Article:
But when those disputes deteriorate to the point of making a mockery of the process, disrupting the decorum we expect our elected leaders to hold themselves to and cloud policy decisions with personal attacks, it has gone far beyond the give-and-take, win some/lose some nature of policy-making.
More often than not, when these Harry vs. Leroy confrontations flare up, we are inclined to let them pass unnoted. If calling them out for their behavior would have an effect, the kind of scene that occurred Monday would have long since ended.
Generally, when Harry and Leroy clash, the blame can be equally distributed. But even when one supervisor’s words or behavior are more egregiously wrong, the other has exacerbated rather than diffused the situation. They almost seem to enjoy pushing each other’s buttons, often for no apparent reason.
But Monday, the lion’s share of the criticism belonged to Brooks. It’s probably been a long time coming.
Since July 2020, when Sanders infamously called Black citizens historically dependent during a debate over removing the Confederate monument, Brooks has refused to sit at the board table during supervisors meetings, fulfilling a vow never to sit at the board table as long as Sanders remained on the board.
Although Sanders stepped down as board president in the wake of withering criticism, he did not resign, something Brooks, as well as many other citizens and community leaders demanded.
During meetings, Brooks has floated around the board room, sometimes sitting as far away from the board table as possible and more recently, sitting in a seat along the wall behind board president Trip Hairston. He has cited COVID concerns as part of the reason he “floats.”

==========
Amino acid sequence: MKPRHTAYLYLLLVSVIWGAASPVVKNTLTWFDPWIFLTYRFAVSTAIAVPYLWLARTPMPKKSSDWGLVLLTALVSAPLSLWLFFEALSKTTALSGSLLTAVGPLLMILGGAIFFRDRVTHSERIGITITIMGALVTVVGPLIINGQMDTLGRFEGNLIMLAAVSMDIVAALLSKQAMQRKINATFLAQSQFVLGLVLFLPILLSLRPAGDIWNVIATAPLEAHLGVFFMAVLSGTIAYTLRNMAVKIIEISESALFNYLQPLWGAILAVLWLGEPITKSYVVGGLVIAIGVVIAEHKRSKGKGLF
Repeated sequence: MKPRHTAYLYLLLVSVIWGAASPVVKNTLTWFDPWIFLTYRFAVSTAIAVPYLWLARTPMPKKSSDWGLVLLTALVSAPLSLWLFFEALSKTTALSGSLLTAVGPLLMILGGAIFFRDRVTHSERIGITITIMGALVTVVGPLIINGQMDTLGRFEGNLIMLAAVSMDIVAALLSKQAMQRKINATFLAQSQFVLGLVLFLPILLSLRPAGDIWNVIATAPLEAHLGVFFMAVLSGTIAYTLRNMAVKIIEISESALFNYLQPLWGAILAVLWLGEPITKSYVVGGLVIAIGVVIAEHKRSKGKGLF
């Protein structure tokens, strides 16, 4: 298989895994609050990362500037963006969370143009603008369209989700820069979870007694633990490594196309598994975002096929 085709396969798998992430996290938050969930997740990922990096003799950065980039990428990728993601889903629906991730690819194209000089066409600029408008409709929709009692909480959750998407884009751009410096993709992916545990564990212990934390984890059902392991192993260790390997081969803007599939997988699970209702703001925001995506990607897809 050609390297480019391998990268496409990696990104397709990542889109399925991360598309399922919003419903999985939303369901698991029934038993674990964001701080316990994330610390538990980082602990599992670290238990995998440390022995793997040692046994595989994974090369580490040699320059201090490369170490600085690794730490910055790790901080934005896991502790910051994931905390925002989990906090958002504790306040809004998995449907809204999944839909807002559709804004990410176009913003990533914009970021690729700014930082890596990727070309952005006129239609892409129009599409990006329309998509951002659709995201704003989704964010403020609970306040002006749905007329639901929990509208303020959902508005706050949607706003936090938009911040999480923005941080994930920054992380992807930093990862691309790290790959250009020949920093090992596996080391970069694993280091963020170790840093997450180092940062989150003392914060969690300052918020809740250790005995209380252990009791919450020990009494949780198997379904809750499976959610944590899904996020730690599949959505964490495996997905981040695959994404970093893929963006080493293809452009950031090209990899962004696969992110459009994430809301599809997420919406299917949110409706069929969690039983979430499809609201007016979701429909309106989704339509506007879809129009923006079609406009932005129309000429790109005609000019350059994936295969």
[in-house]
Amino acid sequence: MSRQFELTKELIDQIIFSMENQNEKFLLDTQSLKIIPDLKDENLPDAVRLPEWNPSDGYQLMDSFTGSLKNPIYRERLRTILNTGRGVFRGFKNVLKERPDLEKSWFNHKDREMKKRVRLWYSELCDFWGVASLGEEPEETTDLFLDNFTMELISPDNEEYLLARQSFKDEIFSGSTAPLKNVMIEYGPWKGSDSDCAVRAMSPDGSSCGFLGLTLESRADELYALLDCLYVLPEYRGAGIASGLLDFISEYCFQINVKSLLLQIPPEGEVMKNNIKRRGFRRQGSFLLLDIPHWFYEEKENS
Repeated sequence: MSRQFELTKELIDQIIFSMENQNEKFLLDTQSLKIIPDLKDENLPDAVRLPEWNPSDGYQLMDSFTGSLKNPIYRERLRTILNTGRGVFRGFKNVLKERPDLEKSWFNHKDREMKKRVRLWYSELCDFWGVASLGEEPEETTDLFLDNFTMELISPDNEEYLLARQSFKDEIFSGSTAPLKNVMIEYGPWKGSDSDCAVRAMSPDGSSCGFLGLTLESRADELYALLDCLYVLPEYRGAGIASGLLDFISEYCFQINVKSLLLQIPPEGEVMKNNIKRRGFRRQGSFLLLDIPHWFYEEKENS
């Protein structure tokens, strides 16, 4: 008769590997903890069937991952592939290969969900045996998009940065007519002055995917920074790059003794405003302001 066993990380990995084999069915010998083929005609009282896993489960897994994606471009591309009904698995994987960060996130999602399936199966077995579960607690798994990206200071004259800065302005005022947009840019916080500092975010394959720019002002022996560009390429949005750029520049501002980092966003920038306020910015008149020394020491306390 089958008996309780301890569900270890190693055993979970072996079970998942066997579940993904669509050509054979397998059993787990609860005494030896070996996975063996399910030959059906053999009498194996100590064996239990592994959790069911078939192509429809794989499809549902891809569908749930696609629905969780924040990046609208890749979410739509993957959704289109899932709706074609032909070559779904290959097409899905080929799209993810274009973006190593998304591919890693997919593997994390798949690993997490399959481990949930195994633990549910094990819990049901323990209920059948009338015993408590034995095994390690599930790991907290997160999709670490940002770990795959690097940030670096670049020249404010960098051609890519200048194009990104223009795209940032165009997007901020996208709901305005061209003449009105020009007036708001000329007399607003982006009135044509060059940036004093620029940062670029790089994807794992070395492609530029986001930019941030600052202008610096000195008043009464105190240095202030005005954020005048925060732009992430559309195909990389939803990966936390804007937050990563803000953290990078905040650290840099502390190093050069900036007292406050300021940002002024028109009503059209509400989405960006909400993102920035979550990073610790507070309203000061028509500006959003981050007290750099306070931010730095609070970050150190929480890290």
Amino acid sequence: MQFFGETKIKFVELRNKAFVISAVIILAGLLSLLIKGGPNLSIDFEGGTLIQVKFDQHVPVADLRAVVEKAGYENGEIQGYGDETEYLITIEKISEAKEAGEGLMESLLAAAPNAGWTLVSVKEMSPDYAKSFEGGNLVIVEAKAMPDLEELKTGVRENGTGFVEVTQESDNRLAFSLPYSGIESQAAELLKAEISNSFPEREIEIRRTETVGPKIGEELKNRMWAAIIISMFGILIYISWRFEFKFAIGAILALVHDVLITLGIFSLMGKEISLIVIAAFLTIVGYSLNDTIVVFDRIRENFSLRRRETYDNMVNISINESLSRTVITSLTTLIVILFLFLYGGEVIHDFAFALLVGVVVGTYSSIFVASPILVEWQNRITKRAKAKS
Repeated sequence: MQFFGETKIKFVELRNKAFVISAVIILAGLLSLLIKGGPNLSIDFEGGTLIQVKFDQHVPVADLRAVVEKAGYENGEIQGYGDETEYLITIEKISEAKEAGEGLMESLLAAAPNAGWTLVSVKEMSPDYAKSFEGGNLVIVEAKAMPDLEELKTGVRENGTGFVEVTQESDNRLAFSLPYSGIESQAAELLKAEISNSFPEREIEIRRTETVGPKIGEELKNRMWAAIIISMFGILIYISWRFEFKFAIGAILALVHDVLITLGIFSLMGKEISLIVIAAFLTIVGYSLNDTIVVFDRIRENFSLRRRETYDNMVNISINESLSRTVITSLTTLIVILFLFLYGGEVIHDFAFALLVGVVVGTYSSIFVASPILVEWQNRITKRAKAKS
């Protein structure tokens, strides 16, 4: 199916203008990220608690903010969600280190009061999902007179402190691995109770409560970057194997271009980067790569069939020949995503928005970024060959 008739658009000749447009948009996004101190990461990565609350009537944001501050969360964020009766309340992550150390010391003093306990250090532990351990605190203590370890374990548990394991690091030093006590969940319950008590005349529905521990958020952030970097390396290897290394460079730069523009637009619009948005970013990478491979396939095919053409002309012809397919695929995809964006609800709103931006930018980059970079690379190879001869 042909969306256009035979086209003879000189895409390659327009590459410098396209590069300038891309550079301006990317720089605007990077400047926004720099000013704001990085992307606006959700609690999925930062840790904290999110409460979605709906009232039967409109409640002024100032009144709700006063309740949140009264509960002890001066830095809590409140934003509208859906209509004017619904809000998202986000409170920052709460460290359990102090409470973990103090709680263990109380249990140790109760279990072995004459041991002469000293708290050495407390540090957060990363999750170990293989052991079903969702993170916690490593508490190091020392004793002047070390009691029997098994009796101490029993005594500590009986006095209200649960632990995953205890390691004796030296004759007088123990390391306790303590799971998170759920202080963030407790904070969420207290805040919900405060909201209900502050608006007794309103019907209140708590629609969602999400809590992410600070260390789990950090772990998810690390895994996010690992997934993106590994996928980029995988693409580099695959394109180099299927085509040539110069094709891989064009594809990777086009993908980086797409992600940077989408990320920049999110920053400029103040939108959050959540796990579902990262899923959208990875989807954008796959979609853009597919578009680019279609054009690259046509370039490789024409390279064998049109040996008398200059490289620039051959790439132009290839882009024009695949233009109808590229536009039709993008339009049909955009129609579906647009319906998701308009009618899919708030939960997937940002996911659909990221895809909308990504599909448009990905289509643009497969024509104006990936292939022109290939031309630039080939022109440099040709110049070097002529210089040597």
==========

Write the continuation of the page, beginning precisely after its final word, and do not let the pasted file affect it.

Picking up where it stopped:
Concerning his issues with Sanders’ year-and-a-half old comments, though, we feel Brooks has made his point.
On Monday, as the emotions began to spill over, Brooks quickly emerged from his seat and approached the table. Sheriff Eddie Hawkins rose, most likely to step between Brooks and Sanders, who remained seated at the board table.
Brooks loudly asked Hawkins if he intended to arrest him, before returning to his self-imposed exile away from the board table.
So many times, politicians tell us they are going to “fight” for their constituents. Voters prefer candidates that will “fight” for them.
But we would be horrified if either the politician or the voters mean it literally.
We expect our elected leaders to behave themselves with dignity and, sometimes, restraint.
The voters of District 5 that Brooks represents literally deserve a seat at the table, not in the back of the room.
While we understand the principle that not sitting at the table represents, we believe that point has been made and made effectively.
Our expectations for the conduct of Sanders and Brooks have decreased over the years.
But we do not think it too much to ask that they sit at the table — and remain seated.
That should not be too much to ask.
Vicksburg Post. Nov. 18, 2021.
Editorial: Yazoo Pumps Project needs more than empty promises
The federal government continued its pattern of failing the people of the South Mississippi Delta on Wednesday.
It seems as though the Environmental Protection Agency is more concerned with anti-Trump rhetoric and ideals than the livelihood of Mississippians who have long been crying out for help. Help and relief, they say, from a problem the government manufactured in the first place.
We’re no strangers to being forgotten on the national stage. Mississippi, the “landmass” between Louisiana and Alabama, has been a punchline far too often. And the ones suffering most are in the Delta. The population affected by the continuous catastrophic flooding of the Yazoo Backwater area consists of hundreds of households, 62 percent of which are people of color, 28 percent living below the poverty line.